Looking to the future
Kyler Murray has a major-league decision to make.
The Oakland Athletics’ brain trust met with Kyler Murray in June and hammered out quite a unique contract.
The Athletics met with Murray again Sunday, according to USA Today, this time to persuade Murray to honor said contract.
I don’t know what Billy Beane and the A’s crowd pitched. Maybe more money, which at least
least one report said was Murray’s strategy. If so, that’s a bad look for Murray. The A’s were honorable and charitable with Murray. That’s no way to reward them.
But the Athletics are not on strong ground. They lose the athletic debate. Murray’s best chance for a long career as a major league athlete is football, not baseball. The gridiron, not the diamond.
That wasn’t necessarily the case last summer, when Murray signed the baseball contract that generously allowed him to play one last season of college football. Sort of get it out of his system, if you will.
Seemed like a good idea for all concerned. Five-foot-9 quarterbacks can excel in college football, but they’re not long for Sundays.
Better to be patrolling major league outfields, where short stature means only a smaller strike zone.
Then Patrick Mahomes and Baker Mayfield happened in the NFL. Murray happened in college football.
And everyone sobered up about the difference between baseball draft picks and NFL draft picks.
Murray’s Heisman Trophy-winning season at OU made football scouts rethink their aversion to 5-foot-9 quarterbacks. Russell Wilson is all-pro caliber despite being 5-11; Murray seems to throw as well as Wilson and runs better.
And dead, too, is the bias against spread formation quarterbacks. Mahomes, an Air Raid QB at Texas Tech, could be headed for an MVP award. Mayfield, an Air Raid QB at OU, transformed the Cleveland Browns.
So Murray is billed as a possible NFL first-round draft pick, if he commits to football.
Hence the problem for the Athletics. Not every first-round quarterback becomes a star.
But the success rate for first-round quarterbacks is much higher than first-round draft picks in baseball.
Think of it this way. Murray was a superstar at the highest level below the NFL. College football is the sport’s version of Triple A.
And Murray dominated at that level. A star of stars. Murray’s 49-yard touchdown pass in the Orange Bowl had to eliminate all doubters about his skill level. Murray stepped up in the pocket against Alabama’s pass rush, jumped and fired, in mid-air, a half-the-field pass that Charleston Rambo caught in the end zone on a dead run.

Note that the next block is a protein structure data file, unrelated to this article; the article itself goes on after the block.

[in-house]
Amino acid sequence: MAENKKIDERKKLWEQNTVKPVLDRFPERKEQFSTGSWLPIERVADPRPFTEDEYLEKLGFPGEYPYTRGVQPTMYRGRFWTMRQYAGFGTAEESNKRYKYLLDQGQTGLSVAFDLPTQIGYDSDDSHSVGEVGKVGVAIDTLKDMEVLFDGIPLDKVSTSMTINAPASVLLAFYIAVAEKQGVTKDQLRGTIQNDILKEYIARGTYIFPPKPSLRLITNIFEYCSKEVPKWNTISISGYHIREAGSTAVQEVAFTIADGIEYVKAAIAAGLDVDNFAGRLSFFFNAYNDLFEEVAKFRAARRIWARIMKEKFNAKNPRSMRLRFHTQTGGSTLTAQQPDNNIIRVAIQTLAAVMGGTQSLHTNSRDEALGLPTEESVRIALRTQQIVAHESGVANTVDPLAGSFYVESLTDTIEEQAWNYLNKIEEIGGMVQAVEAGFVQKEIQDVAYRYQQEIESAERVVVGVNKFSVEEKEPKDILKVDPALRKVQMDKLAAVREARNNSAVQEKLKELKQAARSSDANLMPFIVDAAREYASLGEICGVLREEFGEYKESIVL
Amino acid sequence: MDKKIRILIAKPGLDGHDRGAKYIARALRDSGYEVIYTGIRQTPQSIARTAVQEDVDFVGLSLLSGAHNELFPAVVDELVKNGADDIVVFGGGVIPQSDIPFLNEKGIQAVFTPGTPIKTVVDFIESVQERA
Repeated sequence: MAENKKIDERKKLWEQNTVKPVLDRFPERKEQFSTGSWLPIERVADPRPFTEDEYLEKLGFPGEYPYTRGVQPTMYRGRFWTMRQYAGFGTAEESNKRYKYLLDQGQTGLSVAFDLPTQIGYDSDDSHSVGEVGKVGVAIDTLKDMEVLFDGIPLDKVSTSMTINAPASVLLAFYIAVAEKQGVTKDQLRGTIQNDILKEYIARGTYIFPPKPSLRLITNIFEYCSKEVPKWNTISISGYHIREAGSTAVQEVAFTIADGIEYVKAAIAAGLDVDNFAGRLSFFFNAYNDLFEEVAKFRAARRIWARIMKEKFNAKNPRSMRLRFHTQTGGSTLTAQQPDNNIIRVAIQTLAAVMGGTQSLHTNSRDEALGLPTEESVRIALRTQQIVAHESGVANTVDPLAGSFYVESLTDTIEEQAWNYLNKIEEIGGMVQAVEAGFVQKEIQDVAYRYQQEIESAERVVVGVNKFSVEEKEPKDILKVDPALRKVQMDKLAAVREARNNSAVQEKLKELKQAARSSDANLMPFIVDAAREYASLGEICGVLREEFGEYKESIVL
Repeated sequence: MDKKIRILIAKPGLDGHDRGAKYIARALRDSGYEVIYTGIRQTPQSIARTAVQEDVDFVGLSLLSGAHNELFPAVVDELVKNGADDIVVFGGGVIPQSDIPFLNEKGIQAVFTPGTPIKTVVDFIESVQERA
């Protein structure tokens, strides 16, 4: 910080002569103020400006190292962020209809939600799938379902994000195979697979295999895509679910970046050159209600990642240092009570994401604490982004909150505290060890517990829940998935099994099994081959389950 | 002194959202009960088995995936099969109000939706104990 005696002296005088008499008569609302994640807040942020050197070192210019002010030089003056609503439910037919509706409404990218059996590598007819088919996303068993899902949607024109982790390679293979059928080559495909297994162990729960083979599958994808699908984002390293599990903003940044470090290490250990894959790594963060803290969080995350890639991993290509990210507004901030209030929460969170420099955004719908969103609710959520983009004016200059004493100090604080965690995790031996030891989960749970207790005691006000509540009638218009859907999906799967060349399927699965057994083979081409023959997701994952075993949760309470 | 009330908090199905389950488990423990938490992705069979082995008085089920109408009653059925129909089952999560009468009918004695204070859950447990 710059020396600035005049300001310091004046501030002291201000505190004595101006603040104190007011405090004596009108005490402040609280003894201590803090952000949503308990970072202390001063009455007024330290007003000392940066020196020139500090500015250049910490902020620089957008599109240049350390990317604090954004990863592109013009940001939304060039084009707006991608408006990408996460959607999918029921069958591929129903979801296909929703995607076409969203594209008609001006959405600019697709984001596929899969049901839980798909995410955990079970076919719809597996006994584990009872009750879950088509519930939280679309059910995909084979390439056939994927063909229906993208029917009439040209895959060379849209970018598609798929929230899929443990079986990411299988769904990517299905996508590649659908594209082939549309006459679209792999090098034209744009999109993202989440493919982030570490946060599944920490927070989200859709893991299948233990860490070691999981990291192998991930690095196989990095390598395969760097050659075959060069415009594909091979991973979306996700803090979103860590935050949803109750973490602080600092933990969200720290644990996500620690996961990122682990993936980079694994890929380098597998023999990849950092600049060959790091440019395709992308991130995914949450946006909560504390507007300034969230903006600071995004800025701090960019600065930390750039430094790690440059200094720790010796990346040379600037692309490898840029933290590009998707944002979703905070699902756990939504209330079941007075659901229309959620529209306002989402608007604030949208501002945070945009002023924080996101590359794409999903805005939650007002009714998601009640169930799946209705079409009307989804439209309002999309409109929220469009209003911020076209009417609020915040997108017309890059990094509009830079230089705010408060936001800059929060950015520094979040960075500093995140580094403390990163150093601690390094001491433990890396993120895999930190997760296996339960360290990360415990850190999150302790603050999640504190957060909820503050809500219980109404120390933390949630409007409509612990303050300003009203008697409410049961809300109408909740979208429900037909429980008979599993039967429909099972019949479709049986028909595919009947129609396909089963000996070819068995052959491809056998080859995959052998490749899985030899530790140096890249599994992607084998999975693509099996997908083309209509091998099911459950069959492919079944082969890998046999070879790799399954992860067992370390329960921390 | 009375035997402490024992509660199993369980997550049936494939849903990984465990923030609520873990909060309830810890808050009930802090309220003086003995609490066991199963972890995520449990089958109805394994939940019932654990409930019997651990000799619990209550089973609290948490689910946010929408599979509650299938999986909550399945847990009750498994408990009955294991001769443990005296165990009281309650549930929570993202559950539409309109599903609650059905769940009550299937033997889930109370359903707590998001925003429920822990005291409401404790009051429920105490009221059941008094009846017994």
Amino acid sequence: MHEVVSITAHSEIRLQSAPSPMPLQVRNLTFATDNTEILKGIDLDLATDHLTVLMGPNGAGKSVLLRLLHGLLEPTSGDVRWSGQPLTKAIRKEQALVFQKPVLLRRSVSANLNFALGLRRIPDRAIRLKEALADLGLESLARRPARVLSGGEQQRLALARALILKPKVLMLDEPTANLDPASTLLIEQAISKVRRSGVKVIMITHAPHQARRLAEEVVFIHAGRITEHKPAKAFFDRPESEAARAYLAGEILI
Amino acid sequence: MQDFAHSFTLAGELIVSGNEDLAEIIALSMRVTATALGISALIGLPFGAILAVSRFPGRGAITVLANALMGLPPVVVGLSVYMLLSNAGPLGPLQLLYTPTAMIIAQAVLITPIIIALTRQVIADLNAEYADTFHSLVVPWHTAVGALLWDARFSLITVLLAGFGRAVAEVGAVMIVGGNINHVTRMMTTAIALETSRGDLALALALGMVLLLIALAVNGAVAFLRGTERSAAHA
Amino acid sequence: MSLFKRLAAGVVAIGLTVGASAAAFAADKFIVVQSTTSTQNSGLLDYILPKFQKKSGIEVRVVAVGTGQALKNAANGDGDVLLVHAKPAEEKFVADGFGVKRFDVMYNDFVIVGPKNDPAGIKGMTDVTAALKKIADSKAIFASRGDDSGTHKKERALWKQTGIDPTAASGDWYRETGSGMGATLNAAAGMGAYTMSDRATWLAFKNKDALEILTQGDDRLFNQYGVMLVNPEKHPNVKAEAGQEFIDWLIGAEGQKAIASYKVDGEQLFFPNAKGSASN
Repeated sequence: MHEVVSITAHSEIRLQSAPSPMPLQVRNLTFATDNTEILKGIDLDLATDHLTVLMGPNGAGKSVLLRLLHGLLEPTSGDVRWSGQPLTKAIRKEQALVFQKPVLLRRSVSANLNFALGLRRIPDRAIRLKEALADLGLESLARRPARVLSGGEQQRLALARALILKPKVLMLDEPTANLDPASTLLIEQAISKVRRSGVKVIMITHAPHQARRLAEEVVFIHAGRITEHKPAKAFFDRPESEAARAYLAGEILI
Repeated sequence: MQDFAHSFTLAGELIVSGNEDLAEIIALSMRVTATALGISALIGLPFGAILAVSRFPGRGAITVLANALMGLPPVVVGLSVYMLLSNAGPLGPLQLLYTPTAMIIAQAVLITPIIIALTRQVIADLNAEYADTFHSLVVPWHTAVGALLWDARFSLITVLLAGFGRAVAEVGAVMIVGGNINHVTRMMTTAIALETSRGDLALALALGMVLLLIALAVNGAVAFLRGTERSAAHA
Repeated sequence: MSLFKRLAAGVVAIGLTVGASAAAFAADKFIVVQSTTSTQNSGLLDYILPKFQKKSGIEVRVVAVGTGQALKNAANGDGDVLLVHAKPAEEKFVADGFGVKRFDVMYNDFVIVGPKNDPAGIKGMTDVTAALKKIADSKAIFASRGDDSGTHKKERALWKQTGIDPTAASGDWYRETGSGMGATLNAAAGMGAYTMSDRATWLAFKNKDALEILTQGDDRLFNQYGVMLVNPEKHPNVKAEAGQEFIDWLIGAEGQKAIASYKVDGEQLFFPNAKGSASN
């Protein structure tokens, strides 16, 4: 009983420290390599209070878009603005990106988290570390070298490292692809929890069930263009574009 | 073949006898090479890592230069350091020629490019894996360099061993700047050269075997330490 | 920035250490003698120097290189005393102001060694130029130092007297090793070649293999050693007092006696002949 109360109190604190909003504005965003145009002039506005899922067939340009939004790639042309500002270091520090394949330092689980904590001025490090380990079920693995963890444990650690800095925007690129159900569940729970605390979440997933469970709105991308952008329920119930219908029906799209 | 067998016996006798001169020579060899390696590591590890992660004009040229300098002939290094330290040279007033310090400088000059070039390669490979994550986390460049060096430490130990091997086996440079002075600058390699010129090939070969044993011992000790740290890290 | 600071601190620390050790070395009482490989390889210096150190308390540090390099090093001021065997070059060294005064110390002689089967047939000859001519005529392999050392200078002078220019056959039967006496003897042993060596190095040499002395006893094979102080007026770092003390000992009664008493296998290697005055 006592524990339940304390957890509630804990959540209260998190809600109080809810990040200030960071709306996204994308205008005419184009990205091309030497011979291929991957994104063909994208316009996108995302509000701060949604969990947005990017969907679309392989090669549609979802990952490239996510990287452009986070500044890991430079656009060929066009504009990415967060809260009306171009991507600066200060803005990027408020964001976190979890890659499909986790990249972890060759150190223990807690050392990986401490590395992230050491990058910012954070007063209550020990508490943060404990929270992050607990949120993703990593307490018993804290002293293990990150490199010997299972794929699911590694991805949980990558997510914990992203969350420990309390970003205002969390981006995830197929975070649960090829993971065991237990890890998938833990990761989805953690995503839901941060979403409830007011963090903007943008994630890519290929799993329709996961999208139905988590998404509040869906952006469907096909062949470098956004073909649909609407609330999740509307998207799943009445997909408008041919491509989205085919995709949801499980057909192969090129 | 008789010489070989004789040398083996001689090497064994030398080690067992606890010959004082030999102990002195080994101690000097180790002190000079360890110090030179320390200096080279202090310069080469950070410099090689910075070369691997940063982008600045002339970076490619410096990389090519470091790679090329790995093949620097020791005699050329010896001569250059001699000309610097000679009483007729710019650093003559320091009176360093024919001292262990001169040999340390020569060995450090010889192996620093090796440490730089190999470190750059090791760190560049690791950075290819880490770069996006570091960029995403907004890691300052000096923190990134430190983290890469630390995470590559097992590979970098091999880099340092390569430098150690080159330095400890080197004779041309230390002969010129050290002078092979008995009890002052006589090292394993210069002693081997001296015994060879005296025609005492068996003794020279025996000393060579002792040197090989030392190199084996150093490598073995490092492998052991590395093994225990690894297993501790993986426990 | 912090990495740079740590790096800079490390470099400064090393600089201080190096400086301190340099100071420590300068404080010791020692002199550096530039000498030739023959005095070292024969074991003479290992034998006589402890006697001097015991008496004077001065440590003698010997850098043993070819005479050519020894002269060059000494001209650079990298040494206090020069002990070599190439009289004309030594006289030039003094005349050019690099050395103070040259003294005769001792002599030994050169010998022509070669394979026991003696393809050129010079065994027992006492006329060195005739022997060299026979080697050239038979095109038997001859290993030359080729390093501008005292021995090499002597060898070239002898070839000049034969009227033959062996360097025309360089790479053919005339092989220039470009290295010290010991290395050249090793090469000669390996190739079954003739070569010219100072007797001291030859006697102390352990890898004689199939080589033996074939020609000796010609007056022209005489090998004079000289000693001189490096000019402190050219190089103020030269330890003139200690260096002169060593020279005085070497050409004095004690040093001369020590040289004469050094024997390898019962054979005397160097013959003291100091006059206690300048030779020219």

In baseball, scouts know that Murray can hit .296 in the Big 12. The A’s, like every other organization does with high draft picks, tosses contracts to players they hope can play but aren’t the least bit sure.
We have no idea if Murray can hit TripleA pitching, much less major league curveballs and sliders.
As a first-round baseball pick, Murray will get every chance to succeed with Oakland. The A’s have invested heavily in the swift outfielder. He’ll have to prove he can’t play, which is better than having to prove that he can.
It’s much more likely Murray makes it big in football than in baseball. And surely he knows that.
That could be the best explanation for Murray’s evasive answers all season about his future. Back in the summer, sure, baseball was his future.
Agent Scott Boras secured a player-friendly contract from Oakland, and Murray was free to chase the lark of one last football season.
Then Murray and everyone else figured out how good he was in football and could be. Things changed.
Down the stretch of this season, we thought Murray was playing coy with his indecisiveness. What if he just really didn’t know?
Was torn between wanting to play baseball and the new realization that football was the safer path?
Certainly Boras’ public statements have gone from absolute confidence to hesitation. Boras seems to understand that his client is slipping away.
Murray is not a surefire NFL prospect. Fivefoot-9 still has its problems. But so do baseball players who haven’t so much as faced Class A California League pitching.
Oklahoma quarterback Kyler Murray has signed with the Oakland A’s, but he might have a better chance at succeeding in the NFL.